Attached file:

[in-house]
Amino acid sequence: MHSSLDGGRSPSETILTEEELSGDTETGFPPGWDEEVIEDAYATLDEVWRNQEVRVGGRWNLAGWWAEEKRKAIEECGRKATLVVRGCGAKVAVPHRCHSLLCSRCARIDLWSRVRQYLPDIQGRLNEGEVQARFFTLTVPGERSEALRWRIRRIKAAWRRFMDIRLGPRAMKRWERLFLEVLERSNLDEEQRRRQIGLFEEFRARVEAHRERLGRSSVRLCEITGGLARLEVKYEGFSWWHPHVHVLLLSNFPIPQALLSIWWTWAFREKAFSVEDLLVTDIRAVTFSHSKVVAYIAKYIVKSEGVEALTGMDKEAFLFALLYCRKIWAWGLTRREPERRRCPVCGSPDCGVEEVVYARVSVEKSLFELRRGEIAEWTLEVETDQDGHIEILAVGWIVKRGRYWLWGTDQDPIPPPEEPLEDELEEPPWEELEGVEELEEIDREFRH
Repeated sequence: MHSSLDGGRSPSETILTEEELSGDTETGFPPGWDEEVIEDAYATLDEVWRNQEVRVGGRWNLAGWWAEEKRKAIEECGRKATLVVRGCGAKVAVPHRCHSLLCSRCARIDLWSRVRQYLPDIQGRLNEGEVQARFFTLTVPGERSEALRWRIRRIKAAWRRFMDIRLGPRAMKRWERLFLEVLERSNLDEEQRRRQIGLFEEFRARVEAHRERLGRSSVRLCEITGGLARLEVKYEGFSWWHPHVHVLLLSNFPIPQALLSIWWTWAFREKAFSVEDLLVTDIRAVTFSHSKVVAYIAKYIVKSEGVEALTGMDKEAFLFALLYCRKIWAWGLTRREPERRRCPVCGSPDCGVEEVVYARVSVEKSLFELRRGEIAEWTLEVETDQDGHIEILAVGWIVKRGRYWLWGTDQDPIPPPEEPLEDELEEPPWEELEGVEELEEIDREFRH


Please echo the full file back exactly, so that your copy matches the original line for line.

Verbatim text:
[in-house]
Amino acid sequence: MHSSLDGGRSPSETILTEEELSGDTETGFPPGWDEEVIEDAYATLDEVWRNQEVRVGGRWNLAGWWAEEKRKAIEECGRKATLVVRGCGAKVAVPHRCHSLLCSRCARIDLWSRVRQYLPDIQGRLNEGEVQARFFTLTVPGERSEALRWRIRRIKAAWRRFMDIRLGPRAMKRWERLFLEVLERSNLDEEQRRRQIGLFEEFRARVEAHRERLGRSSVRLCEITGGLARLEVKYEGFSWWHPHVHVLLLSNFPIPQALLSIWWTWAFREKAFSVEDLLVTDIRAVTFSHSKVVAYIAKYIVKSEGVEALTGMDKEAFLFALLYCRKIWAWGLTRREPERRRCPVCGSPDCGVEEVVYARVSVEKSLFELRRGEIAEWTLEVETDQDGHIEILAVGWIVKRGRYWLWGTDQDPIPPPEEPLEDELEEPPWEELEGVEELEEIDREFRH
Repeated sequence: MHSSLDGGRSPSETILTEEELSGDTETGFPPGWDEEVIEDAYATLDEVWRNQEVRVGGRWNLAGWWAEEKRKAIEECGRKATLVVRGCGAKVAVPHRCHSLLCSRCARIDLWSRVRQYLPDIQGRLNEGEVQARFFTLTVPGERSEALRWRIRRIKAAWRRFMDIRLGPRAMKRWERLFLEVLERSNLDEEQRRRQIGLFEEFRARVEAHRERLGRSSVRLCEITGGLARLEVKYEGFSWWHPHVHVLLLSNFPIPQALLSIWWTWAFREKAFSVEDLLVTDIRAVTFSHSKVVAYIAKYIVKSEGVEALTGMDKEAFLFALLYCRKIWAWGLTRREPERRRCPVCGSPDCGVEEVVYARVSVEKSLFELRRGEIAEWTLEVETDQDGHIEILAVGWIVKRGRYWLWGTDQDPIPPPEEPLEDELEEPPWEELEGVEELEEIDREFRH